5. DNA evidence would make it pretty hard to keep up a secret identity for long.  It’s hard to imagine that a superhero could get in a lot of fights without leaving at least a bit of blood or a piece of skintight clothing behind.  The police (or perhaps a villain) could search the scene of the fight and recover this DNA evidence.  DNA wouldn’t identify the hero right away (unless he was already in a DNA database, which is unlikely unless he has a criminal background or perhaps a security clearance), but it’d make it easier to winnow out possibilities.  For example, you could get the subject’s race and gender from DNA and his height from any footage of him in action.  With race, height, gender and a pretty good idea that he appears athletic based on how he looks in his suit, that’d give you a pretty good chance of winnowing down a suspect pool if you had some idea where to start.  For example, if Batman responded unusually quickly to a crime at a WayneCorp event, it might help to take a DNA sample of everybody that fits Batman’s physical profile that was at the event.  The police can bring in each suspect for questioning, ostensibly for help identifying the criminals, but really to get a DNA sample.  For example, the police could offer each suspect a can of soda, wait for the suspect to finish the soda and throw away the can, and then extract DNA from the saliva on the lid.  (If the police were unusually certain about a particular suspect, they could get a warrant forcing him to submit to a blood test).

  • If your hero has a lot of well-equipped people looking for his identity, what does he do to throw them off?  (For example, planting somebody else’s DNA evidence or having another superhero don his uniform for a day or two might create some false leads and at least delay the discovery).  Alternately, a more scientifically-inclined superhero might surreptitiously sabotage the test.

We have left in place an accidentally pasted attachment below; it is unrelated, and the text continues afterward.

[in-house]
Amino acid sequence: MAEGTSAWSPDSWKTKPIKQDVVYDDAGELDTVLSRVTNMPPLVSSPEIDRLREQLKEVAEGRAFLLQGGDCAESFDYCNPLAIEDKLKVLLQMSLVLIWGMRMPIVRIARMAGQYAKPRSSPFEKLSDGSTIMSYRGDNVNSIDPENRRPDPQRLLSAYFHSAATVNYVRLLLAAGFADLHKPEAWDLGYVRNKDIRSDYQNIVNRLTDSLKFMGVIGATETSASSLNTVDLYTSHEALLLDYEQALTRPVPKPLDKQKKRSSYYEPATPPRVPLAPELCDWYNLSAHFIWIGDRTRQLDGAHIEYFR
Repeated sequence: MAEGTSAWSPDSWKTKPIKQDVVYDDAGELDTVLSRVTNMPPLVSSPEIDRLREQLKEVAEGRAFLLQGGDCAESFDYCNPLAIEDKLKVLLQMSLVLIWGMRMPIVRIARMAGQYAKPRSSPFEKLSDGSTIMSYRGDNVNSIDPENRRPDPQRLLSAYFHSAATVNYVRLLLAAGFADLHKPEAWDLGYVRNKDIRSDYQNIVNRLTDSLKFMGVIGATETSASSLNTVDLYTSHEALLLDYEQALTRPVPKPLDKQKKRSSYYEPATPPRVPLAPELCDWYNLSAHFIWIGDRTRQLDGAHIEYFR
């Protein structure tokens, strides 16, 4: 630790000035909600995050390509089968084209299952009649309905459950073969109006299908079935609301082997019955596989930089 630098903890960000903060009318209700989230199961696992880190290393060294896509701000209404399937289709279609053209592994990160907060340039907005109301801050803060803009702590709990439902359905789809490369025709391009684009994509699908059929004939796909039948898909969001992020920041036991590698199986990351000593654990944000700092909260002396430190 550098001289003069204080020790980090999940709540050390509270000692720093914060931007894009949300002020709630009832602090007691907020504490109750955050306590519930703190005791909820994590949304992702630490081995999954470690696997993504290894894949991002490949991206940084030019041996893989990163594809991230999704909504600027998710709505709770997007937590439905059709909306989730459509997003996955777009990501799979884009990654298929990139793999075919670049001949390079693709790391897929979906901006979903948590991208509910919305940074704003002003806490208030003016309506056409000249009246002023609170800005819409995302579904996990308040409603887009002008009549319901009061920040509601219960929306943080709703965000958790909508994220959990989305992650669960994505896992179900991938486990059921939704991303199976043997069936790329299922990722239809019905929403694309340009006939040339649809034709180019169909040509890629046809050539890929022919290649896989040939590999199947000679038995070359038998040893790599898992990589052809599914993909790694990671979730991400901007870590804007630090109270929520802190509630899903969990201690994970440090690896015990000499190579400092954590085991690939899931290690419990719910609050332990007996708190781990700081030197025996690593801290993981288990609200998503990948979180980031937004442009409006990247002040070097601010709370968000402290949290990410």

• Does your character have a day job or regular school commitments?  If so, he’s probably in the same place more or less every weekday morning, right?  If so, a supervillain might be able to get a rough idea of where the hero worked by staging several really major incidents across town.  How long does it take the superhero to arrive and which direction does he come from?  Alternately, police could look at how long it took him to respond to past incidents.

15 responses so far

15 Responses to “Problems Superheroes Would Face in the Real World, Part 2”

  1. Goaton 19 Sep 2011 at 7:23 pm

    Oh and you forgot mocking and humiliation due to superheroes interesting wardrobe choices.

  2. Loysquaredon 10 Oct 2011 at 8:12 pm

    Thought you, B. Mac, might find this interesting/hilarious:
    http://www.msnbc.msn.com/id/44848642/ns/us_news-crime_and_courts/?GT1=43001

  3. Castilleon 10 Oct 2011 at 11:08 pm

    Interesting article… but I find it hard to believe that he just hung around to be arrested.

  4. Tesson 27 May 2012 at 11:20 pm

    I’m fairly certain that merely being a melee weapon, (essentially indestructable knives), and that it is a part of his biology would prevent him from being charged with anything WMDs. A knife isn’t a WMD, even if said wielder can’t be killed (easily).

  5. B. Macon 28 May 2012 at 2:10 am

    “A knife isn’t a WMD…” Under U.S. law, a LOT of things that aren’t terribly destructive count as weapons of mass destruction. For example, sawed-off shotguns, land-mines, and any sort of explosive which is intended as a weapon. However, weapons of mass destruction “shall not include any device which is neither designed nor redesigned for use as a weapon,” so some internal superpowers would probably be safe from WMD charges. However, if the implanted weapons were explosive (e.g. an on-board rocket launcher or a plasma cannon), then I assume it would count as a weapon of mass destruction even though it is internal.

    In Wolverine’s case, I’m guessing his lawyer could beat any such charges on entrapment and/or ex post facto grounds–the claws came from the government and were obviously not illegal at the time he received them, and it’s not clear it’d be possible to have them removed.

    I’m not a lawyer, but I suspect that most superheroes would eventually be able to beat such charges on the grounds that they did not intend to acquire superpowers and had little (if any) control over it. For example, there’s no way that a prosecutor could argue that Peter Parker could have foreseen that going to a science exhibit would result in him developing illegal superpowers. And, obviously, Superman obviously could not control that he was born as a superpowered Kryptonian rather than a human*.